by Jeffrey Ford

PS Publishing
2020, 556 pages, $23

ISBN 978-1-78636-440-1

Click here to purchase

A great single-author collection you won’t find anywhere else.

In “The Blameless,” highly skeptical witnesses to an exorcism make fun of what is going on, defying any explanation and doesn’t end the way any of the participants could have imagined.

In “Word Doll,” a strange yearly ritual involving American Indian masks and spells work together in an effort to hypnotize children into their first labors in the farm fields.

Ford definitely provides an undercurrent of scientist/creator, a definitive homage to Mary Shelley and her classic novel, FRANKENSTEIN, in several stories, including these:

“Creation.” A boy who grew up in the midst of a strong religious community (except for his atheist father) literally pieces together, from items he finds in the dark woods, a creature he names “Cavanaugh.” The creature subsequently disappears. But other people encounter the creature that, like Dr. Frankenstein’s Monster, is shy, alone and afraid, and apparently would not harm a butterfly. What is Cavanaugh’s ultimate fate?

In “Daddy Long Legs of the Enemy,” an ordinary baby boy has an invasive spider crawl into him and take over his brains, giving the boy Spiderman-like attributes, and his parents abandon the boy to live on its own far from its original home. The spider-being’s name is shortened to “Daddy,” and is trying to understand its own existence, much like Frankenstein’s Monster.

(This collection’s cover obviously depicts the creature, “Daddy.”)

But what will Daddy do in the meantime?

“The Night Whiskey.” The effects of imbibing an elixir that will put you into a coma with hallucinations and make you sleep in a tree should have some large consequences for a community.

“The Seventh Expression of the Robot General.” One artificial, battle-ready life form called the Robot General, Galaxy Corps, has seen its share of fierce combat with the deadly off-planet Harvang. The General has lead generations of soldiers. But the General is growing weary of all the accolades and some of the hatred and criticism of what he represents. Seemingly immortal, who can he convince to simply execute him?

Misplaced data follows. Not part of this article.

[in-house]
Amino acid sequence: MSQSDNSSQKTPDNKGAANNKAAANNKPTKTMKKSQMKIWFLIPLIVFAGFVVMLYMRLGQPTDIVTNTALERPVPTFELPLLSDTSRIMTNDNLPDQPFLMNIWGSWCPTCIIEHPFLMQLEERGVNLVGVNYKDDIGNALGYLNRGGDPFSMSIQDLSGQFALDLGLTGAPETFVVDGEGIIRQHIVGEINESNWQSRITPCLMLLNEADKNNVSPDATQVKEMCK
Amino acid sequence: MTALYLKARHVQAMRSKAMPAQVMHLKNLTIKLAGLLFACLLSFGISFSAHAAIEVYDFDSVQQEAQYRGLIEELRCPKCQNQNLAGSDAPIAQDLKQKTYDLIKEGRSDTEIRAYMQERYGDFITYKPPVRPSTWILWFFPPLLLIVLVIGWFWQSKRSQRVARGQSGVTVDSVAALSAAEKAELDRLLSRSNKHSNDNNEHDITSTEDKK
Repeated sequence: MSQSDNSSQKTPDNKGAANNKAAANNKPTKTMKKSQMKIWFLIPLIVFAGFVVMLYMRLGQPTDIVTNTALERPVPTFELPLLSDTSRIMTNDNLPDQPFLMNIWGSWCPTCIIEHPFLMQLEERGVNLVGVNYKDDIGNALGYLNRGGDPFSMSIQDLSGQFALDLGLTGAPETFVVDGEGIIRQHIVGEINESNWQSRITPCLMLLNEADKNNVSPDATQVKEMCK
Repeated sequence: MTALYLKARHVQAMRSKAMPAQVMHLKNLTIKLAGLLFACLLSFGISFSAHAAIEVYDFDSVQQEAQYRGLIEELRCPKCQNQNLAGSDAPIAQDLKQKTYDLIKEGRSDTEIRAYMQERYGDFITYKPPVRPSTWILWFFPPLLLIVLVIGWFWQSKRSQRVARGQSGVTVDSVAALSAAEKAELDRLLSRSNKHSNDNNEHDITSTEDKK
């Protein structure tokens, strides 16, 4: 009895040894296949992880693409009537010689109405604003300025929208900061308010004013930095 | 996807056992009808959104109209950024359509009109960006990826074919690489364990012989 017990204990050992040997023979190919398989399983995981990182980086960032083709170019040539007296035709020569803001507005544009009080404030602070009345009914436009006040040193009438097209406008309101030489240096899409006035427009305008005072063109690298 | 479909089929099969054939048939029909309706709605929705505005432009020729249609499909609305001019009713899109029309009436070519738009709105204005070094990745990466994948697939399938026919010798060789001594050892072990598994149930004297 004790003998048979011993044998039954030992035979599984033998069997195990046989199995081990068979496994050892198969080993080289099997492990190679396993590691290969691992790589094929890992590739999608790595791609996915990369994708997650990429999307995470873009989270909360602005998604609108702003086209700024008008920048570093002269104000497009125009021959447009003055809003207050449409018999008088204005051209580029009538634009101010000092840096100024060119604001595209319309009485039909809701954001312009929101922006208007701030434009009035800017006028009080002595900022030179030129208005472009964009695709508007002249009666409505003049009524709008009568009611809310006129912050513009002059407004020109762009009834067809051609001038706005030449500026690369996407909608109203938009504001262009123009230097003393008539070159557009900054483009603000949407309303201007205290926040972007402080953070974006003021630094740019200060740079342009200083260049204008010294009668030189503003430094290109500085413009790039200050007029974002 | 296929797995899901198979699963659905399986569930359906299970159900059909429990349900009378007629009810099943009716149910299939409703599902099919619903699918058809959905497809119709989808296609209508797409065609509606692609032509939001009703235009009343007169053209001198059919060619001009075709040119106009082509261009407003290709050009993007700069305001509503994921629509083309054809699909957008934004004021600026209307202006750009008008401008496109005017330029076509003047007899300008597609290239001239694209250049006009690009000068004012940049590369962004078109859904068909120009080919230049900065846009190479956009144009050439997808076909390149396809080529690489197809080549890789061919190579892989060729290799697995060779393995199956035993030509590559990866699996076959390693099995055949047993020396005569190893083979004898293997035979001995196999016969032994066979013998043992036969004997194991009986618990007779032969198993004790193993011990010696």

“Blood Drive.” In a world in which the pro-gun people have their way, everybody — and I mean everybody — is packing heat. And do you think people will become less ignorant and reckless than they already are? What’s the ultimate conclusion to ultimate freedoms? The story is very wiry and wacky, as well as dire and frightening.

“Bright Morning.” A writer of fantasy bemoans the fact that critics always compare his work to the Czech writer Franz Kafka, using all appropriate clichés. The author wonders why they believe his style is the same as Kafka’s: a man who battled his own demons. But the author recalls reading a rare story of Kafka’s called “A Bright Morning,” from an even more obscure collection of Kafka. So obscure that most Kafka story collections don’t include it.

Until after many searches, a book dealer contacts the author and involves the author in a bidding war with another author, this one none other than Jeffrey Ford. Who will win the bid on the book, and what will be his fate?

“The Empire of Ice Cream.” This has always been my favorite Jeffrey Ford story and holds up on further rereading. Ford, in most of his works, can get pretty funky about reality, the nature of it, the essence of it and how, well, you just don’t know and sometimes can’t trust your own perceptions of what you experience and how reliable your reality filters are. This story centers on a boy who, while a musical genius, experiences notes as bright Crayola crayon colors. In other words, he has a condition called synthesia: wherein experiences of color, scents, sights and sounds are perceived in turnabout ways.

For instance, the sound of a car coming down the road can be the taste of cinnamon. The true scent of cinnamon can turn up as the color brown, or black for that matter. Only when he visits an ice cream parlor and eats coffee ice cream, the boy experiences what at first seems a phantasm, but coalesces into a real girl with the name, Anna. When he eats ice cream coffee — or just sips regular caffeinated coffee — he can converse and interact with Anna. The boy wonders: is she for real or just a synthesitic phantom, a muse, a dream? How can he co-exist with Anna, with whom he finds himself falling in love?

This is an engaging story and, in the end, Ford messes with our own perceptions of how this story will end.